Our research is editorially independent but we may earn a commission for purchases made through our links.
Since the 1920’s, Macy’s has been bringing loads of magic to the streets of New York and to televisions nationwide on Thanksgiving Day. Giant inflatable characters, intricate displays on wheels and the singing Christmas tree make their way through the heart of the city, delighting the young and old while ringing in the season. If attending the parade is on your bucket list, we’ve got some helpful bits of information to make it a successful dream come true.
YOU'RE ALL SET!
Look out for our newsletters in your inbox soon.
No doubt, the Macy’s Thanksgiving Day Parade is something we all dream of seeing up close and in person, however, it is a lot of work! Some opt to take it easy the day of, and get their peek of the balloons and floats the night before, at the American Museum of Natural History. Here, everything is assembled and inflated on Wednesday, and it’s a perfect alternative. You could still head over to the actual event, but wouldn’t have to be so panicked about getting a clear view—just relax and enjoy!
While everything kicks off at 9am eastern time, it’s necessary to arrive three hours early, around 6am to score a clear viewing point. Whatever you do, don’t leave your spot, because someone else will snap it up. Traveling in packs will ensure someone is there to keep things locked down if a potty break is needed.
It’s not uncommon for snow to fall in the city on Thanksgiving Day, so it most certainly will be freezing in the wee hours of the morning. Bundle well in thermals, hats, gloves and heavy coats. However, it’s wise to layer your outfit, so heavier garments can be shed if the day gets a bit warmer, which has happened before. Travel mugs with coffee or hot chocolate will help you keep warm as well, and at that point, might as well pack some festive snacks too, to avoid having to fight the lines when hunger strikes.
Things launch from West 77th Street and Central Park West at 9am, but people camp from very early to claim nearby spaces at West 75th and 59th Streets. Columbus Circle is known for being an excellent spot, thanks to multi-level shops where you can score a toasty warm indoor seat when things open at 9am. As another alternative, 59th to 38th Streets are good, too.
On the official website, there are a lot of details and information on the event. Probably the most helpful tool is the parade route map, which helps provide a mental picture of exactly where those prime viewing spots are. Most questions can be answered online.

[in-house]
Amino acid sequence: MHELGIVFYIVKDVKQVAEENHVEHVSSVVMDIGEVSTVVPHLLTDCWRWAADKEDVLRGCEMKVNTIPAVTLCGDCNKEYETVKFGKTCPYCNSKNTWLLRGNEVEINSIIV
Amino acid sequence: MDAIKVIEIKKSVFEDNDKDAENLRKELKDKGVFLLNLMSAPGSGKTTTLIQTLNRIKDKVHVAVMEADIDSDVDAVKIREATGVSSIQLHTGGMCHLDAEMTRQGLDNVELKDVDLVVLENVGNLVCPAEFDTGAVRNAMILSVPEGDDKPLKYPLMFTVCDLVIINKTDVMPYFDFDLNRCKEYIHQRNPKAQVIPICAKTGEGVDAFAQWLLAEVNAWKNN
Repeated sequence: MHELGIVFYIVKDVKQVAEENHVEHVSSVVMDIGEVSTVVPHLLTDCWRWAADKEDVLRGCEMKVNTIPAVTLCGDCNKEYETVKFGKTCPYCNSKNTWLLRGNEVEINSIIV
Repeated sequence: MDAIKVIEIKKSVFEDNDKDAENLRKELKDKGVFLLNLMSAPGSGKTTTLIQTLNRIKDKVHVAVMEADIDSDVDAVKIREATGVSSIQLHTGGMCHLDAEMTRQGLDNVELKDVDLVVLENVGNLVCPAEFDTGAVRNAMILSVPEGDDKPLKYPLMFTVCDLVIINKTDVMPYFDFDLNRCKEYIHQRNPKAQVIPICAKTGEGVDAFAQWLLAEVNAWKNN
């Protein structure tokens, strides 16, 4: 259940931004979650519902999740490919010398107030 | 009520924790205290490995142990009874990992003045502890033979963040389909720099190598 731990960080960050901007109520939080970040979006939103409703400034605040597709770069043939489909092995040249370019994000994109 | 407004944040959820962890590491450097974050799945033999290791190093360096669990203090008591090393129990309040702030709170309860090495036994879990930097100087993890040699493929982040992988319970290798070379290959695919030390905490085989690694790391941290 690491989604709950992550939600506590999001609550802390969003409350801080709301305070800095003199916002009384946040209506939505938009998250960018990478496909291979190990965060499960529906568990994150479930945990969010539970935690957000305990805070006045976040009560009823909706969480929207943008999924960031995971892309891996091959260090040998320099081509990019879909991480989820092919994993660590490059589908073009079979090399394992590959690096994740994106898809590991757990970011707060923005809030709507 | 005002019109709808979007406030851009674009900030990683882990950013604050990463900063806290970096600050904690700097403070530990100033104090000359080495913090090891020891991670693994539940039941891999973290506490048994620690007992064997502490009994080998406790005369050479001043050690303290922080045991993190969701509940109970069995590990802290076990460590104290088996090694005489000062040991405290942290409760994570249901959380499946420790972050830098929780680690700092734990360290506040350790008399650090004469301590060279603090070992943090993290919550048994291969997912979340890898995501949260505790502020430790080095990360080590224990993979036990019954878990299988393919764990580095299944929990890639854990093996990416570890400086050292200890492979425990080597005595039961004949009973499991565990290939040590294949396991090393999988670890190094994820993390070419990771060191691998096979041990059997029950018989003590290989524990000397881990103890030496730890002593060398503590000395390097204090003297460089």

Around 3.5 million people line the streets for the significant Thanksgiving tradition—as it’s the king of all parades. New York actually puts out an alert that downtown is basically gridlocked for the day, with multiple street closures and packed walkways. While extremely congested, there’s undeniable majestic energy with all those excited folks bustling around.
You can’t spectate at Macy’s Herald Square, even though it’s where Macy’s actually resides. The parade does finish up here, but media and cameras occupy the area, so it’s closed to the public.
Quite a few restaurants along the route host private and public events, or simply a meal, the day of. Call ahead, way in advance, to ask eateries if they’ll be open, then see if you can reserve a spot—it’s not going to be easy but nothing beats a prime viewing spot, a good meal, and warmth.
Unfortunately, most won’t get a bleacher spot, because these select seats are reserved for Macy employees and their families—fair enough. Many of those who put in the hard work to make the parade happen, and sacrifice the holiday prep time at home, get to enjoy this supreme location.
Standing right at the beginning, it would take 1 1/2 hours for the line of musicians and performers to pass by. However, it takes an entire 3 hours for the flashy line of excitement to completely trail off the streets of New York. In the time it takes to get there, secure a place to watch, and navigate back out of the city, you’ll find yourself spending a considerable amount of time—assume it will be an all-day thing.
Willing to pay often three times the normal rate for a room? Then you can watch the parade in ultimate comfort from various hotels in NYC. Mandarin Oriental is equipped with massive windows and spectacular views of balloons and floats, New York Hilton Midtown sits right in the midst of it all offering prime viewing packages in rooms that run 2k a night, and the Warwick New York Hotel, The Ritz-Carlton New York, Central Park, and The Quin are a few other lodging options that ensure places to gaze.
American households likely have been watching for generations via television, so most know what to expect. But if you are wondering, the magnificent spectacle features countless character balloons from our favorite movies, shows, books and so on, creative floats often carrying mesmerizing performers, over 1,000 dancers putting on mini-shows, at least a dozen marching bands from our country’s schools, celebrities, and of course, a big entrance by St. Nick to officially kick off the holiday season. Happy Thanksgiving and a Merry Christmas!